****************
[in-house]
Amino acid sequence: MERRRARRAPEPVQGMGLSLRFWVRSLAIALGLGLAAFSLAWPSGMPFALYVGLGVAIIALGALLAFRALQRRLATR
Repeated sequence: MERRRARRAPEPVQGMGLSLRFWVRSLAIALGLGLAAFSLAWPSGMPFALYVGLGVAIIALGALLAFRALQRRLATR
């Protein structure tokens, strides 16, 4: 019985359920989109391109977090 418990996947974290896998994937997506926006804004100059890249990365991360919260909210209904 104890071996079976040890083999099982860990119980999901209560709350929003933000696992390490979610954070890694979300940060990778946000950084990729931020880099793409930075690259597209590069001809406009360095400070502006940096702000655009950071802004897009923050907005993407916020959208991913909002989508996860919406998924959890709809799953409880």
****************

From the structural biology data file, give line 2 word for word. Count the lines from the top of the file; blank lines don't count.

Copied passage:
Amino acid sequence: MERRRARRAPEPVQGMGLSLRFWVRSLAIALGLGLAAFSLAWPSGMPFALYVGLGVAIIALGALLAFRALQRRLATR